The Wharton study contains lots of additional data with regard to how men and women think about two-career relationships and the expectation of "having it all," which the survey defines as "a rewarding career, satisfying family relationships, and a fulfilling personal life." But I want to focus on the idea that 22-year-olds are prepared to resolve the work-family tension by simply giving up on family.

In an essay published in November on the New York Times "Your Money" site, Nadia Taha explained that she and her husband, both in their late twenties with good jobs, were leaning toward not having children for financial reasons. She estimated that having a child and doing everything she could to give him or her the best possible start in life would cost roughly $1.7 million in today's dollars—an expense she felt she couldn't afford. She recognized the many reasons to have children, of course, but worried about her long-term financial security and the pain of not being able to afford "the very best of everything for your child."

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Anne-Marie Slaughter is the president of the New America Foundation and the Bert G. Kerstetter '66 University Professor of Politics and International Affairs at Princeton University. She was previously the director of policy planning for the U.S. State Department and the dean of Princeton's Woodrow Wilson School of Public and International Affairs. More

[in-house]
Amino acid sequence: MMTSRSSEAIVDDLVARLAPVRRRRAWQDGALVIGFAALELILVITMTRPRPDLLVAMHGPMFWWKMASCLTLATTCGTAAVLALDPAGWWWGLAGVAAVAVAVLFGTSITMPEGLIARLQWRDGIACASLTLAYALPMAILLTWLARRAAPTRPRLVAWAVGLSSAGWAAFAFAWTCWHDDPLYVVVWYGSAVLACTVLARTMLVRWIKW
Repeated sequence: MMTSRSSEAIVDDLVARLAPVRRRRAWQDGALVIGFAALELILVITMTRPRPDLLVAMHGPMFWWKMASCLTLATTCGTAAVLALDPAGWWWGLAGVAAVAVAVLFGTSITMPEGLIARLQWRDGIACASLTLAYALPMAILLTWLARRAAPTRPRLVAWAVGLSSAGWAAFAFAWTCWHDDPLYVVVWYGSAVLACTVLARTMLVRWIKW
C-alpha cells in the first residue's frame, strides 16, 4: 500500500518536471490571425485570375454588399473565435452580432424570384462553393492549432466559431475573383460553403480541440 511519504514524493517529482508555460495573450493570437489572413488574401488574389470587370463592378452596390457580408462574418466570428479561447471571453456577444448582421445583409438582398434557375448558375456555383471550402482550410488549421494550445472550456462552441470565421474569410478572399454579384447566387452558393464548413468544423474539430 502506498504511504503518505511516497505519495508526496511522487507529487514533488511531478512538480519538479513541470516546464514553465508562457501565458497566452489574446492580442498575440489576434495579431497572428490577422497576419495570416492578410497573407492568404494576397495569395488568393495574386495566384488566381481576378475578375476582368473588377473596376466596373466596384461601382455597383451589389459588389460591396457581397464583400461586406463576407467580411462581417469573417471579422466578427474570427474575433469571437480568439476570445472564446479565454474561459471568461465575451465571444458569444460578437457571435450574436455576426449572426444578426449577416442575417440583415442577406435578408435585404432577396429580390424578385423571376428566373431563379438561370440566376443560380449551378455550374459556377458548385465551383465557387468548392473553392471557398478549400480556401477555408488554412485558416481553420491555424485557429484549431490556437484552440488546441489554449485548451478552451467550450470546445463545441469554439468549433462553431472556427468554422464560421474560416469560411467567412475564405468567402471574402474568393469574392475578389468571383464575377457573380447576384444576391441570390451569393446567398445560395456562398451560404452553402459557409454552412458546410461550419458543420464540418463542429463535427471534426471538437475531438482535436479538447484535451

From 2009-2011, Slaughter served as Director of Policy Planning for the United States Department of State, the first woman to hold that position. After leaving the State Department, she received the Secretary's Distinguished Service Award, the highest honor conferred by the State Department, for her work leading the Quadrennial Diplomacy and Development Review. She also received a Meritorious Honor Award from the U.S. Agency for International Development (USAID). 

Prior to her government service, Slaughter was the dean of Princeton's Woodrow Wilson School of Public and International Affairs from 2002-2009. She has written or edited six books, including A New World Order (2004) and The Idea That Is America: Keeping Faith with Our Values in a Dangerous World (2007). From 1994-2002, Slaughter was the J. Sinclair Armstrong Professor of International, Foreign, and Comparative Law and director of the International Legal Studies Program at Harvard Law School. She received a B.A. from Princeton, an M.Phil and D.Phil in international relations from Oxford, where she was a Daniel M. Sachs Scholar, and a J.D. from Harvard.